• Get GMP/ GAP certified. This is a long, challenging process, but this will build in the discipline necessary to scale your operation and reduce your risks while you push out a quality product. Additionally, any major retailer or enterprise partner is going to require GMP certification prior to conducting business with you.
  • Know your Suppliers and Buyers. You should have a clean database of each of your suppliers (and have documentation of their respective certifications) and also each of your buyers and the products they delivered or purchased (respectively). All documentation needs to be up to date and verified (yes, companies fake their paperwork). Start with a spreadsheet and move to a cloud-based system when you have the budget.
  • One up and one back. Once you have your supplier and buyer list locked down (and an approval process to ensure you are working with safe suppliers), make sure you track EVERY transaction that occurs (date, item, lot #, location, CofA’s, etc). If your business is early stage, a spreadsheet and shared cloud drive may suffice, but as you expand, a more sophisticated technology will be required.
  • Inactive ingredients matter too. In fact, your packaging could be a risk to your product. Remember, every item that touches your product- adds risk.
  • Inspect your processor or contract manufacturer. Many of you may be thinking “I use a partner, and they say they are certified” and then stop. Well, don’t assume. You need to collect and keep all documentation, conduct an audit to ensure that they are meeting your quality standards. Remember, it is your label on the package, so you are liable in the event of an incident.

Taking it to the Next Level

  • Risk reduction. Class action lawsuits and civil disputes can put us in court, which is a significant distraction from growth, an undue financial burden and can destroy your reputation. Don’t risk it.
  • Product provenance. If you have taken the time to ensure that you have the best quality product on the market (organic, no-GMO, etc) how can you validate this claim? Blockchain traceability systems can help you differentiate your product and increase sales.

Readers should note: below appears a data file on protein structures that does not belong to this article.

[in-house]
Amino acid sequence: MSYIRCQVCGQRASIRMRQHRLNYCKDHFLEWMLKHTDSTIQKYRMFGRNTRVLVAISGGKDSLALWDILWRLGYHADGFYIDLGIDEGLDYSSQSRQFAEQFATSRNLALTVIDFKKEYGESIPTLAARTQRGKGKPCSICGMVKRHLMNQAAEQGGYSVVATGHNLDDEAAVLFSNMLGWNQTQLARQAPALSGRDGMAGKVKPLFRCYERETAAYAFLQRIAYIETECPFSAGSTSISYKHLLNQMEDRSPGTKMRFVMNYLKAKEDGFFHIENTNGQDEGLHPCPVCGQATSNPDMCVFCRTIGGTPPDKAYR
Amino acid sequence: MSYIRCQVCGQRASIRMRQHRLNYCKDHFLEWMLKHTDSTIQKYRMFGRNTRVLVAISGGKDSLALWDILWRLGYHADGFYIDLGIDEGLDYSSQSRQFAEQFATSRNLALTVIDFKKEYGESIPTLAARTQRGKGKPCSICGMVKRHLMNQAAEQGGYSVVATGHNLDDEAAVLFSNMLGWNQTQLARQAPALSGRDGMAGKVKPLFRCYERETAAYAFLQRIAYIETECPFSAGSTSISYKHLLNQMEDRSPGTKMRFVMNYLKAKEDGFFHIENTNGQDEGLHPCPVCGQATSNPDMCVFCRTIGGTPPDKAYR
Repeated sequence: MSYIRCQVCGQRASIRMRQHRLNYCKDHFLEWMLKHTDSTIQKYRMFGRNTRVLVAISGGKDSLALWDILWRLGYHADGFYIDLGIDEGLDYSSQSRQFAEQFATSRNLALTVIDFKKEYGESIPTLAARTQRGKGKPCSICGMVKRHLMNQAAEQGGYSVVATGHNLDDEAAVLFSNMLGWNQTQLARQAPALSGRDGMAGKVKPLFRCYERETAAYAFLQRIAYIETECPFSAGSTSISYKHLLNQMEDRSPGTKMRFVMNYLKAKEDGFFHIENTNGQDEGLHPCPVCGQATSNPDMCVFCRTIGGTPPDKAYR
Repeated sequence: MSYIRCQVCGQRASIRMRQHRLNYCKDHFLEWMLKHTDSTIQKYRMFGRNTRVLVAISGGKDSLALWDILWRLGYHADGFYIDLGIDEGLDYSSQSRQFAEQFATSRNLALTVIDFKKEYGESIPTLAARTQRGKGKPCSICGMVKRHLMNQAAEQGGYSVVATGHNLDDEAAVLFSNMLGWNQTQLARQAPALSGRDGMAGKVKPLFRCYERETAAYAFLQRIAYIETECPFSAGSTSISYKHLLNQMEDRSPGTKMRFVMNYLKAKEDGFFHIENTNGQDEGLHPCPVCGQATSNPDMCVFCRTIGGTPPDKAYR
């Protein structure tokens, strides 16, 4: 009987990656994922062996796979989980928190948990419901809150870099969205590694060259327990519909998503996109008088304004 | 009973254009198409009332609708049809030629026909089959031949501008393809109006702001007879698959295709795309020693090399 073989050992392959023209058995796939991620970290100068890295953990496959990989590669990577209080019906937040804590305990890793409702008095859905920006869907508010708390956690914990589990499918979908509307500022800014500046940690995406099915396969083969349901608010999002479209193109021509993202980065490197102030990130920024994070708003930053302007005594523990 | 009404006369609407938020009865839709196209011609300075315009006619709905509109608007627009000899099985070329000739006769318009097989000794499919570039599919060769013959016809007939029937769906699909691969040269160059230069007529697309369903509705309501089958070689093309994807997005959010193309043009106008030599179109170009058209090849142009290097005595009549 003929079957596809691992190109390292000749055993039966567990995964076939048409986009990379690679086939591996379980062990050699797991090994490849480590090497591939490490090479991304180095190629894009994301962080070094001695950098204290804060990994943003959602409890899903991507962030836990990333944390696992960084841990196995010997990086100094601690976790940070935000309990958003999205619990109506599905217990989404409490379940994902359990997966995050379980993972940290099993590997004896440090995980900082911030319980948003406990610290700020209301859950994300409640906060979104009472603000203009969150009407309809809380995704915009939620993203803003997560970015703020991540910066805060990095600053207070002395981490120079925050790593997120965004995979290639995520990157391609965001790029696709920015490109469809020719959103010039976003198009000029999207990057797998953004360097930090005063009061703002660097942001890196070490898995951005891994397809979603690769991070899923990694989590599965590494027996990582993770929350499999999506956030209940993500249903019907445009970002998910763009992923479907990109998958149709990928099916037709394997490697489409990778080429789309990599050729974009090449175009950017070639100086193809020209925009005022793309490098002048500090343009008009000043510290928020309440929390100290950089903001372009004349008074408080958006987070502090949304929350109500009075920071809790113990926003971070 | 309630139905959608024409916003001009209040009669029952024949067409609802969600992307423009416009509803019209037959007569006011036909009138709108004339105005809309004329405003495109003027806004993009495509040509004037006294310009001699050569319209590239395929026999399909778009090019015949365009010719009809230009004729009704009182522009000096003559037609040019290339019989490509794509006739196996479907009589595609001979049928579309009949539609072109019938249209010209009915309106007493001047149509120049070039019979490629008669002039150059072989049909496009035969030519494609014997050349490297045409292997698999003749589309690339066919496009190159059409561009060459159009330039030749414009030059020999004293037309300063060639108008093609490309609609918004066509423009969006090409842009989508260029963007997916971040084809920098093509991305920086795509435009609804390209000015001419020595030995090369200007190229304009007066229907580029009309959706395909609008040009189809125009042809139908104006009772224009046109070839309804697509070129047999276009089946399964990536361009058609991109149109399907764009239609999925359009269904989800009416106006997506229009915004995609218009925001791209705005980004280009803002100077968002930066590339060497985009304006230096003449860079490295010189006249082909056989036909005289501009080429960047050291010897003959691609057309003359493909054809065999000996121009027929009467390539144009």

• Chain of custody. Having proper documentation, CofA’s and buyer/seller information isn’t only for your records, it is extremely important to illustrate who was in possession of specific ingredients at what time period. This is especially critical with foreign imported items.
  • Tech traceability. Consumers want to know where the product they are putting in and on their body came from. Domestic? Organic? Allergens? And equally important, in the event there is a recall, a quick, surgical action can make the difference in lives, and millions in lost revenue. The only way to achieve this is with both a tight supply chain process and a technology system which can “connect” the data from your suppliers, ingredients, products and track to your buyers.
  • Get digital. It is time to move on from paper, spreadsheets, dropbox and your accounting system and invest in a digital platform that consolidates, organizes, and measures all of your supply chain and inventory information.
  • Predictive Analytics. Anything that is measured improves. Imagine if you could identify your more reliable suppliers based on a graph? Or which seed is going to perform better in a different climate? Being able to track your data and analytics will keep you ahead of the competition.